On newspaper websites, there's often a "print" link that takes you to the
same article but on a less cluttered page. It has the added advantage of
placing the entire article on a single webpage instead of having it broken
up into two or more parts.

NFB Newsline makes available uncluttered versions of articles from
newspapers around the country. I found signing up for this service annoying,
but NFB's customer service is helpful and, once the process is completed,
the service can be useful, though far from perfect.

This is how I now manage the New York Times, a paper that could take up my
entire day if I just relied on the NFB version. I subscribe to the NY Times'
daily email in which they give you the headlines and one-sentence synopses
of that day's stories in as many sections as you choose, ranging from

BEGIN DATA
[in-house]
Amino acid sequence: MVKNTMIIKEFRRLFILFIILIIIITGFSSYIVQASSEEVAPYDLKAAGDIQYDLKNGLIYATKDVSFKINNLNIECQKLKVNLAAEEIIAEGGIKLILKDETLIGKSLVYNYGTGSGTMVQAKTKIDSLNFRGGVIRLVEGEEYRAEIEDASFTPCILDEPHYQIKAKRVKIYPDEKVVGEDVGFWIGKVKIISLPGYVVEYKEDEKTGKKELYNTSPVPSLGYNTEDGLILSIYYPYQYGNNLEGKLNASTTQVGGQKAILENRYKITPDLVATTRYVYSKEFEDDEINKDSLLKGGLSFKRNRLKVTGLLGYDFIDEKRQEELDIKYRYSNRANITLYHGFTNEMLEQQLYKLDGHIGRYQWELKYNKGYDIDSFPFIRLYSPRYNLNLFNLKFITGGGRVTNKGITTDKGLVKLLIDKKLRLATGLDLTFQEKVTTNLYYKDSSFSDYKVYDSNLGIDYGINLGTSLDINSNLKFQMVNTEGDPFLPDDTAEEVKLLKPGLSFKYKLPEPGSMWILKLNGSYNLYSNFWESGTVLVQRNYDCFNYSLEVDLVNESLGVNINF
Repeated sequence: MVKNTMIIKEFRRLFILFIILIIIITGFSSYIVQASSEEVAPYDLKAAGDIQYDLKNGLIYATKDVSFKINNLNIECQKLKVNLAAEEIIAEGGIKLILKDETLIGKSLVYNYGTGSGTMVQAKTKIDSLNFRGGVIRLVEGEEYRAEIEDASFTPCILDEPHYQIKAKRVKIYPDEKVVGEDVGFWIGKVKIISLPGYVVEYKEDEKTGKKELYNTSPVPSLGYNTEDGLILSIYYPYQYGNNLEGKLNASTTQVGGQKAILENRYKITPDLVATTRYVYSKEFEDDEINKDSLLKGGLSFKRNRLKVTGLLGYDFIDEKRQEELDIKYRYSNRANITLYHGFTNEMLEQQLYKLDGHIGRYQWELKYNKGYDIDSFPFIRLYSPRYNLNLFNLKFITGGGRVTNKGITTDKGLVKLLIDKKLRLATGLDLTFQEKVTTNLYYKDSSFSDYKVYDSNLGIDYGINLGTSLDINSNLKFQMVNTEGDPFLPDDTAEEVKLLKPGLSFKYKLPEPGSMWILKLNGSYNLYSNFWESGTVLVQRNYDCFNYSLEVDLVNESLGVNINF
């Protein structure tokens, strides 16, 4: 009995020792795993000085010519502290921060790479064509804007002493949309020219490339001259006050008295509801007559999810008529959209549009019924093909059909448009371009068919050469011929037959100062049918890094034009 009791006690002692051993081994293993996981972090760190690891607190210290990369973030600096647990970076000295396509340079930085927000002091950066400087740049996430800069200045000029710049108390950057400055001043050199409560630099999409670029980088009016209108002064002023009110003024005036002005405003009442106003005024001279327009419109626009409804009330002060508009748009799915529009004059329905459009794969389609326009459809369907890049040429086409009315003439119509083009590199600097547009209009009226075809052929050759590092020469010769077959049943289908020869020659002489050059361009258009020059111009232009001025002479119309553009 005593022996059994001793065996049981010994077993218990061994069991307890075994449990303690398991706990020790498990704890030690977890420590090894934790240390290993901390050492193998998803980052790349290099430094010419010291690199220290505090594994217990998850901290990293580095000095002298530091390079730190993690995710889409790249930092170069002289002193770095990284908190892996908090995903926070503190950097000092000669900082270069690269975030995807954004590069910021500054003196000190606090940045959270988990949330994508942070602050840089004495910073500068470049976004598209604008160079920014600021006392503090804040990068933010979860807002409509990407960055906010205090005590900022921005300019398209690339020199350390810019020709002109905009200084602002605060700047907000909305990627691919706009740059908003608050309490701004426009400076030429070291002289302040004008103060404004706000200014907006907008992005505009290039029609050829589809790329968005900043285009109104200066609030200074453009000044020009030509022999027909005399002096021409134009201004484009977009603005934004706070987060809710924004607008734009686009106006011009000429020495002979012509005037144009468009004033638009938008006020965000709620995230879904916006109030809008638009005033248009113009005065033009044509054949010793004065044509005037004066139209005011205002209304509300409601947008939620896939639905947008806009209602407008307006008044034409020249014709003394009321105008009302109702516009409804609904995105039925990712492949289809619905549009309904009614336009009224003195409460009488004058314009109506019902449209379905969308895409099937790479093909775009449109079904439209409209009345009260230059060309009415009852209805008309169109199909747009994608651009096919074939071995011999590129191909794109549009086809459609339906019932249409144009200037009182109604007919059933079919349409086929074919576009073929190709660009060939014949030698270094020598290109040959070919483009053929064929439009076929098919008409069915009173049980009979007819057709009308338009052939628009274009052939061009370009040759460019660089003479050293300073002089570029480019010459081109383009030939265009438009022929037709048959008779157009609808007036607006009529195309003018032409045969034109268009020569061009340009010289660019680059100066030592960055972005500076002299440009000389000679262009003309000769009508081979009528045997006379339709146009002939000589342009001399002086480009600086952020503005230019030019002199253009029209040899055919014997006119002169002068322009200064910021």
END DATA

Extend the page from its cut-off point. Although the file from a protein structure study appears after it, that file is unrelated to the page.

politics to sports, business to the arts. Each headline contains a link to
the online article. The email service is useful because it tells you what
the Times' editors deem the most important three stories in each category.
However, I find it time-consuming to keep going online for each article that
interests me. So I first load the NFB's copy of the Times into IE. Whenever
the Times email alerts me to an article of interest, I go to the NFB
version, already loaded in IE, and search for the headline. This process has
speeded up my reading of the Times considerably.

-----Original Message-----
From: jfw-bounces@lists.the-jdh.com [mailto:jfw-bounces@lists.the-jdh.com]
On Behalf Of Dave Mitchell
Sent: Tuesday, June 19, 2012 8:59 AM
To: Jaws List
Subject: JAWS 13 & Web Site Navigation

Greetings: I am using the latest JAWS 13, Internet Explorer and XP Home.
As time goes by, it seems web sites of all types are getting more cluttered
in an inverse proportion to my ability to quickly navigate them for the
relevant text.
I don't know what is happening on the screen and am wondering if others have
tips or tricks to quickly find text while overcoming the sluggishness of
JAWS.
The only quick navigation key I use and one that often worked well in the